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Flashcards in Factors affecting flow through tubes Deck (16):
1

What is the total volume of blood in the systemic circulation?

5 litres 

Flow of blood will be 5L per min at any level of the circulation

2

Which vessels produce the majority of resistance to flow?

Arterioles

3

What are the two main factors that affect blood flow in a vessel?

Pressure gradient: blood flow is generated by a pressure gradient. Flow is proportional to the difference in pressure between teh ends of a vessel

Resistance: flow is determined by the resistance of the vessel for a given pressure gradient

flow = pressure gradient/resistance

4

Define flow

The volume of blood passing though the circulation per unit time (ml per second)

 

5

Define velocity

The distance blood travels along a vessel per unit time (cm per second)

6

What factors affect the velocity at which blood travels?

Cross sectional area: velocity will vary along the length of the vessel if the cross sectional area changes (inversely proportional)

Flow: flow must be kept constant at all points along a system of vessels (e.g. veins, arterioles)

 

flow = velocity x area

7

How does the resistance to flow change with the radius?

If flow is kept constant, then a vessel with a smaller radius will have a higher velocity.

However normal blood flow is laminar, so reducing the radius reduces the velocity in the middle of the vessel (mean velocity is reduced). This increases the resistance. 

Resistance is inversely proportional to the radius

 

Note: To keep the flow constant, the pressure gradient will have to increase.

 

8

What is transmural pressure?

The difference between intravascular pressure and extravascular pressure. 

This affects the distensibility of the vessel (promotes stretching)

9

Describe laminar flow

Fluid does not move with the same velocity across the width of a tube. 

Laminar flow means that velocity is lowest at the edges (slmost stationary) and highest at the centre where the effect at the edges is weakest. 

Cells tend to travel in the centre of blood vessels, increasing viscosity of the blood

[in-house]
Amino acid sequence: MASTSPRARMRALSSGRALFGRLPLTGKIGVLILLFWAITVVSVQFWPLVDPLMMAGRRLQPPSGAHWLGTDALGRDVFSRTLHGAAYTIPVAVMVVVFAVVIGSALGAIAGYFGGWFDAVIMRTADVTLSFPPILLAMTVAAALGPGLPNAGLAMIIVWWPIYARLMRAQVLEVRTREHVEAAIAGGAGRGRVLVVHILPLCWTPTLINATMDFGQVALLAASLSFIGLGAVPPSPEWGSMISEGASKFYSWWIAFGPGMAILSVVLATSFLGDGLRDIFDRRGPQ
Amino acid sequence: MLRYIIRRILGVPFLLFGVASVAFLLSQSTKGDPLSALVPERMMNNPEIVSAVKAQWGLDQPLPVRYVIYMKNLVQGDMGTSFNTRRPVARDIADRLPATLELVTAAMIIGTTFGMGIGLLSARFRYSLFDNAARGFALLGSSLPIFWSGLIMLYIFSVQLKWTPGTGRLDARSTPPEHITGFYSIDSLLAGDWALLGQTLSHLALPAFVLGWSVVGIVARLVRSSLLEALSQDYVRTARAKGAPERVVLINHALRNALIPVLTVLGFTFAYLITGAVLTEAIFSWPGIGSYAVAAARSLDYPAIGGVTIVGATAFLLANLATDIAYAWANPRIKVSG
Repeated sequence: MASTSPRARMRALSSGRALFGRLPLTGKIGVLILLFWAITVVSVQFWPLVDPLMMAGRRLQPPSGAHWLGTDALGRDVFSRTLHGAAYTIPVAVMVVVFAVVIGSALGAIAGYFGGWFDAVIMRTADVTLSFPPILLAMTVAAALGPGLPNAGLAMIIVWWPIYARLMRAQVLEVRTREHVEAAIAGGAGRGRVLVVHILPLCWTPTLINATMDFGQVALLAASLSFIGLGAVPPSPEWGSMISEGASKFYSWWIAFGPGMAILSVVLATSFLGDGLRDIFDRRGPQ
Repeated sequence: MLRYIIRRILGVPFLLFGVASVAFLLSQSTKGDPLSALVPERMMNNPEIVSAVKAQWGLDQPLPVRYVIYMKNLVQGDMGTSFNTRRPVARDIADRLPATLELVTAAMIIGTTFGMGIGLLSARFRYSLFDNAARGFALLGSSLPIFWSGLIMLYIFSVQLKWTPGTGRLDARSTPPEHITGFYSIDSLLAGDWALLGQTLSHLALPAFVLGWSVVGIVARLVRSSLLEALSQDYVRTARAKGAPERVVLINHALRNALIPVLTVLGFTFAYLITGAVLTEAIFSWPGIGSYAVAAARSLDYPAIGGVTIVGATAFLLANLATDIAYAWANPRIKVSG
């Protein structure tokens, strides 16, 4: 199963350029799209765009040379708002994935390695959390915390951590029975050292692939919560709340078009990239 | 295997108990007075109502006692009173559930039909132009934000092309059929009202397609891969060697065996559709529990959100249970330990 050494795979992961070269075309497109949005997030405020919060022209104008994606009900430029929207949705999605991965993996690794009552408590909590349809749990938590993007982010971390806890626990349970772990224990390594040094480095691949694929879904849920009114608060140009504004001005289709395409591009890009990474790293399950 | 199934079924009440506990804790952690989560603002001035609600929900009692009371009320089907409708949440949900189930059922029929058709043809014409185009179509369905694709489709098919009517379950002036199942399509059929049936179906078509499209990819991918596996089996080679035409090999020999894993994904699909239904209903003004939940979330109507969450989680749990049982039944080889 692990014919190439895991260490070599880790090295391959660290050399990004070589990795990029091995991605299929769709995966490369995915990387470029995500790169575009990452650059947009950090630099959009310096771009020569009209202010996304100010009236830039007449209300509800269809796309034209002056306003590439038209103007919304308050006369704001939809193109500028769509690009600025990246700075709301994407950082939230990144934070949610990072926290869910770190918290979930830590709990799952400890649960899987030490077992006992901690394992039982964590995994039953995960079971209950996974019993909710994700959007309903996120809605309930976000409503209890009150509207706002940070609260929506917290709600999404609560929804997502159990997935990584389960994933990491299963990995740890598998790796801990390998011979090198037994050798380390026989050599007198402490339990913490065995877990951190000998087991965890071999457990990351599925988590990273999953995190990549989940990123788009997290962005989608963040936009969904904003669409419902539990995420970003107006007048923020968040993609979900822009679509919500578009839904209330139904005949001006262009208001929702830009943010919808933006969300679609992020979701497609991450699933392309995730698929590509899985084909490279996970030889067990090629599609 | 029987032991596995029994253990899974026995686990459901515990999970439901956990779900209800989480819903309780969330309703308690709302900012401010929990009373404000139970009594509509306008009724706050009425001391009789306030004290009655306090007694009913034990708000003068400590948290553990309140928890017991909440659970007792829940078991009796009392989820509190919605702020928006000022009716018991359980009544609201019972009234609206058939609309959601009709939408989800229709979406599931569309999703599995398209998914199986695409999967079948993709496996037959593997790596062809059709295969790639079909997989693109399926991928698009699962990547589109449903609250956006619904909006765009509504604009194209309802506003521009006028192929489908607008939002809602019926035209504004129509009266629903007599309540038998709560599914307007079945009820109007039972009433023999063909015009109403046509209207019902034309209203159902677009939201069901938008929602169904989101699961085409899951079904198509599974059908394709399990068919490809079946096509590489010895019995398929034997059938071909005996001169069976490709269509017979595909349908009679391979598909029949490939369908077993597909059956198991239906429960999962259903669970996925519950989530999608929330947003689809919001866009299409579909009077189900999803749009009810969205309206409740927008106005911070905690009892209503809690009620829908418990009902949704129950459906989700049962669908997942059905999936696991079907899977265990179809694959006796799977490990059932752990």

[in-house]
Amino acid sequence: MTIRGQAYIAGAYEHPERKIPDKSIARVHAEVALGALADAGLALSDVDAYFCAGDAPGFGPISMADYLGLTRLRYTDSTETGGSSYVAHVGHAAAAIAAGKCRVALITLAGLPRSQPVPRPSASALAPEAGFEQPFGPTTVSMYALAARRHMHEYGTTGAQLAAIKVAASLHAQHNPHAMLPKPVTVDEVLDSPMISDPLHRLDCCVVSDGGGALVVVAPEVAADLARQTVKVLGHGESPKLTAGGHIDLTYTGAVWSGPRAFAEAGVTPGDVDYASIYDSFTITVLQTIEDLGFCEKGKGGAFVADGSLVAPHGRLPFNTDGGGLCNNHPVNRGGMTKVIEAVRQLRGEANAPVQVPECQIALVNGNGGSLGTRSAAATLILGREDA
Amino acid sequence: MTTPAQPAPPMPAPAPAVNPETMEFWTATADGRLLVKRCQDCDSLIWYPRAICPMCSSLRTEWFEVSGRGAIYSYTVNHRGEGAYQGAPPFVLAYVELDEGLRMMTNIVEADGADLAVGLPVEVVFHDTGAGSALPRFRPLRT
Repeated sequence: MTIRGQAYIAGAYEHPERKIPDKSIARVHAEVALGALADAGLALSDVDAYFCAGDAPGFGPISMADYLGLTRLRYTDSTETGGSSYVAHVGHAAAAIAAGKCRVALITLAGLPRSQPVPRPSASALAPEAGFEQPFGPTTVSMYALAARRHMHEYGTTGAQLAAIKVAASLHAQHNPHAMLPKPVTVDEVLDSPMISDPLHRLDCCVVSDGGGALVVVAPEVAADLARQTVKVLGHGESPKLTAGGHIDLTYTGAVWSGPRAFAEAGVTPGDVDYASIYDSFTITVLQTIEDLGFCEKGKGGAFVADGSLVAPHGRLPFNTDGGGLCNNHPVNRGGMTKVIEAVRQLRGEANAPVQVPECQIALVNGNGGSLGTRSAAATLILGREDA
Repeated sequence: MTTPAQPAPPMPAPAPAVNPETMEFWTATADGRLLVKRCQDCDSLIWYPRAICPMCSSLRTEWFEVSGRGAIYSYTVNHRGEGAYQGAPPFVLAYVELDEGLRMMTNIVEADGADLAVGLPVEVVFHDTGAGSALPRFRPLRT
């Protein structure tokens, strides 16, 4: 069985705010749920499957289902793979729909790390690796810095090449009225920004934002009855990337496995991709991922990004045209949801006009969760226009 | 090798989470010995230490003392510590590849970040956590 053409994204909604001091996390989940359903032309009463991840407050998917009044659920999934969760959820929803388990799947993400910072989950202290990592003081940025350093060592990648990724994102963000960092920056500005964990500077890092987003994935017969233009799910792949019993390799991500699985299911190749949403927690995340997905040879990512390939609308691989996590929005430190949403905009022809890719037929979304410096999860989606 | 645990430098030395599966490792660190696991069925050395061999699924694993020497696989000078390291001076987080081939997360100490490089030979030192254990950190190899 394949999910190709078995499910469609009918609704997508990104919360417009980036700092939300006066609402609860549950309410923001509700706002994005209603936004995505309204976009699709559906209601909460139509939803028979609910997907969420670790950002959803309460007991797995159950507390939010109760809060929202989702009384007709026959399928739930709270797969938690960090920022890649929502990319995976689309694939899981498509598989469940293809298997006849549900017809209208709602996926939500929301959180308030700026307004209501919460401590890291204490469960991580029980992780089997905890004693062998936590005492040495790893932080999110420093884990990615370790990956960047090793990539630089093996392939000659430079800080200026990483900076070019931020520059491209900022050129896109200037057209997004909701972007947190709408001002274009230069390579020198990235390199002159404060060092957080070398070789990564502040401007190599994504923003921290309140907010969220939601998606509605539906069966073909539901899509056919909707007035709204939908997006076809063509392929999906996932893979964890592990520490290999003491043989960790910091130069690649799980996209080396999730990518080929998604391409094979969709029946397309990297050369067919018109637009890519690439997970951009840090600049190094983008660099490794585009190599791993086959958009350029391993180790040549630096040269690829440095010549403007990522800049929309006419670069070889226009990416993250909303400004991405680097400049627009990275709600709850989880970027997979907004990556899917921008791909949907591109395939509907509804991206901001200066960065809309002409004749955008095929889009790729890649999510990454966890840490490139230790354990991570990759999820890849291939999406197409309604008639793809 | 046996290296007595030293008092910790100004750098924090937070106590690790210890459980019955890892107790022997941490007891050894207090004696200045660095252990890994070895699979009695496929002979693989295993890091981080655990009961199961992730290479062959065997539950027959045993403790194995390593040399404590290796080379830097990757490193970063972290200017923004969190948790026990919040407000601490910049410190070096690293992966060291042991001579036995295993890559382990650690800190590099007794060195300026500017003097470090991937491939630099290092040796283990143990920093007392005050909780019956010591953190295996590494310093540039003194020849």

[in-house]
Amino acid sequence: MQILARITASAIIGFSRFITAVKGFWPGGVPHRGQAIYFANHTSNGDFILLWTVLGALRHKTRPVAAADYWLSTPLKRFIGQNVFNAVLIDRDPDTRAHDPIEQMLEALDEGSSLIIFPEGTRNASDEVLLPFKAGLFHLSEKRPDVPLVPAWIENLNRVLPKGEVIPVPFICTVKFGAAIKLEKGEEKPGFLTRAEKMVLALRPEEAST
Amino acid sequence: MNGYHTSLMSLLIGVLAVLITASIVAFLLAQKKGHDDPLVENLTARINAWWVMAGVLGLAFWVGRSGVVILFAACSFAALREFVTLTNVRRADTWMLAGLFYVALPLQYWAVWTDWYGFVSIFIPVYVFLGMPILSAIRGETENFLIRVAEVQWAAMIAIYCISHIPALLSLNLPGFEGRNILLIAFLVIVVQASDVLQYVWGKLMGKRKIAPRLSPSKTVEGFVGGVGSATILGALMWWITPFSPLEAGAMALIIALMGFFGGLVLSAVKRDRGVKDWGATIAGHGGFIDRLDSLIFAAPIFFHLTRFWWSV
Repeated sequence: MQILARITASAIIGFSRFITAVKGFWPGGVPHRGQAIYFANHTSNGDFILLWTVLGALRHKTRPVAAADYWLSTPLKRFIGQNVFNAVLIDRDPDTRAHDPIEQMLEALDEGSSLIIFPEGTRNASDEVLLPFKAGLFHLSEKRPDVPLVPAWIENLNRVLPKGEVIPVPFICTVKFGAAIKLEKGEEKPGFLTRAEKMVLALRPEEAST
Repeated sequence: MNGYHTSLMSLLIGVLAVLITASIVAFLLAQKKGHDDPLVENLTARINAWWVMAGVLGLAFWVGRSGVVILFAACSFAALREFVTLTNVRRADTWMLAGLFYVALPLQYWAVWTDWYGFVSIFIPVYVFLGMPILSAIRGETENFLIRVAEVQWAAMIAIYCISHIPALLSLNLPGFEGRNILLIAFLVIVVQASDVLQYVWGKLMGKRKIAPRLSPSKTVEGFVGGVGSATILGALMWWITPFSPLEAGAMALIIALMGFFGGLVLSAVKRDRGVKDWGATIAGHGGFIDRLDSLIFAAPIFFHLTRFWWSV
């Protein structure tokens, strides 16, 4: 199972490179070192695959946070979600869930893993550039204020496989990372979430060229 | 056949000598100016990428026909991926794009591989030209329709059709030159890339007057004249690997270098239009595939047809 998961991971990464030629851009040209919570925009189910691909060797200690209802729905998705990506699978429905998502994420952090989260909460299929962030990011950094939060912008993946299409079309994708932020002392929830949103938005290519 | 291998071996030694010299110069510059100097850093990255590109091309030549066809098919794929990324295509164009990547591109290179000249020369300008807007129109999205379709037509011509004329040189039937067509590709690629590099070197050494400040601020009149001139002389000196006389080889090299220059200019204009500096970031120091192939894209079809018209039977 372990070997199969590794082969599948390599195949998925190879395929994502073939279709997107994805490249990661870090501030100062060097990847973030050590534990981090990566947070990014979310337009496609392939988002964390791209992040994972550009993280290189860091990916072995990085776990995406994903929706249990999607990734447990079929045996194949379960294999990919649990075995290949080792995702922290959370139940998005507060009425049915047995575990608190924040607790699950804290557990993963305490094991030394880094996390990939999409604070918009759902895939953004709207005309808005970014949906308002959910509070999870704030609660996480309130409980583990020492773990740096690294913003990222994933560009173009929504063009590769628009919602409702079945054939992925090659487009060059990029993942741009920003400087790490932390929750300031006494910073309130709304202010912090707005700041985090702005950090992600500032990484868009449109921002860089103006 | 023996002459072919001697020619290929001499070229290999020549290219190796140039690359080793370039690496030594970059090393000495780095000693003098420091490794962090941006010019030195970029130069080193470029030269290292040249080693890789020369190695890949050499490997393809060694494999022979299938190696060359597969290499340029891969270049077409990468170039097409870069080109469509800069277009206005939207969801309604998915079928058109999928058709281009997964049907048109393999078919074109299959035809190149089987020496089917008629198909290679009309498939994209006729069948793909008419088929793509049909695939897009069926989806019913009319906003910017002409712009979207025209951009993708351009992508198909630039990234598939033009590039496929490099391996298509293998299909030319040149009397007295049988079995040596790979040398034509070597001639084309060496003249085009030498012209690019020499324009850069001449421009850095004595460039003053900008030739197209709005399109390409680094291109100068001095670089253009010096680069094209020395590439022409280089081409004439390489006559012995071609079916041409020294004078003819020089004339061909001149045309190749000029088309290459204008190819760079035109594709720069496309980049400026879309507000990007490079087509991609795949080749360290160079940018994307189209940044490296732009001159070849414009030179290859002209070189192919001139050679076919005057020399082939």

This means that the width of the tube greatly affects resistance.

 

10

What are the factors that determine the resistance to flow in vessels?

Viscosity of the fluid - greater viscosity increases resistance. Viscosity of the blood is dependent on hematocrit (and plasma proteins)

Radius of the vessel - smaller radius increases resistance

Length of the tube - the longer the vessel the greater the resistance

11

Name 3 factors which increase the chance of turbulent flow

Velocity is high

Viscosity of blood is low

Blood vessel diameter is high

High density

12

Describe turbulent flow

In turbulent flow the layers of laminar flow break up and flow becomes disordered.

The resistance to flow is increased. 

Turbulent flow results in damage to the endothelium and will give rise to murmurs/bruit

13

How is pressure of the blood affected as it flows through the circulation?

Cardiac output flows through each part of the circulation.

In the major arteries the pressure is high, however this decreases in proportion to the resistance of each vessel that it passes through.

The flow through each vessel is therefore inversely proportional to resitance (low resistance, higher flow)

Greatest drop in pressure is seed in the arterioles which have the highest resistance

14

What happens when resistance in arterioles rise?

The stroke work of the heart increases to maintain cardiac output. This increases the pressure gradient so that a constant flow can be maintained

15

How is flow affected in distensible vessels?

Distensibility of blood vessels gives them capacitance

In distensible vessels, an increase in pressure stretches the vessel walls, which lowers resistance. This means that as pressure is increased, the flow of blood in the tube is increased. If the pressure falls towards zero, the vessel collapses and flow stops. 

16

Describe the relationship between pressure, resistance and flow

Flow = pressure gradient/ resistance

Flow is directly proportional to the pressure difference between two points

Flow is inversely proportional to the resistance

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